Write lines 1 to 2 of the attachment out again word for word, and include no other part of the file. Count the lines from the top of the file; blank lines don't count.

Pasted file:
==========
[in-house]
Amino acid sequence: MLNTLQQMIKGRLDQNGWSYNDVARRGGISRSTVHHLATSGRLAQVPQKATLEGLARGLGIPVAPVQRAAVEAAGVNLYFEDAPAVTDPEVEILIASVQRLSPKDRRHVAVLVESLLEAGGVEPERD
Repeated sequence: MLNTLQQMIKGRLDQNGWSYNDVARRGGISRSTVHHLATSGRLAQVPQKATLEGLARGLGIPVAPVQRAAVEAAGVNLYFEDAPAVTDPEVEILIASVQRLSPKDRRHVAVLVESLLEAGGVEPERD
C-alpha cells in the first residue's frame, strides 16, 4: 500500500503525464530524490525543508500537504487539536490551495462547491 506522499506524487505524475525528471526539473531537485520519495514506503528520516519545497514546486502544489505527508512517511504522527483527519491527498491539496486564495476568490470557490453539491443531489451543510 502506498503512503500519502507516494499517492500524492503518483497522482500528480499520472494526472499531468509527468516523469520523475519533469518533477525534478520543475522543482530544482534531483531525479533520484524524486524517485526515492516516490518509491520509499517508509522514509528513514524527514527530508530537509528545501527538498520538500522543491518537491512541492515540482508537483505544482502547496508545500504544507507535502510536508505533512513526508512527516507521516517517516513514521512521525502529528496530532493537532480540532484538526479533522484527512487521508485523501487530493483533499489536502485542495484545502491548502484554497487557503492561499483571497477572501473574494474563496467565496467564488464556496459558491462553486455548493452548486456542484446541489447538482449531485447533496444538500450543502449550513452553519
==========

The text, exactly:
[in-house]
Amino acid sequence: MLNTLQQMIKGRLDQNGWSYNDVARRGGISRSTVHHLATSGRLAQVPQKATLEGLARGLGIPVAPVQRAAVEAAGVNLYFEDAPAVTDPEVEILIASVQRLSPKDRRHVAVLVESLLEAGGVEPERD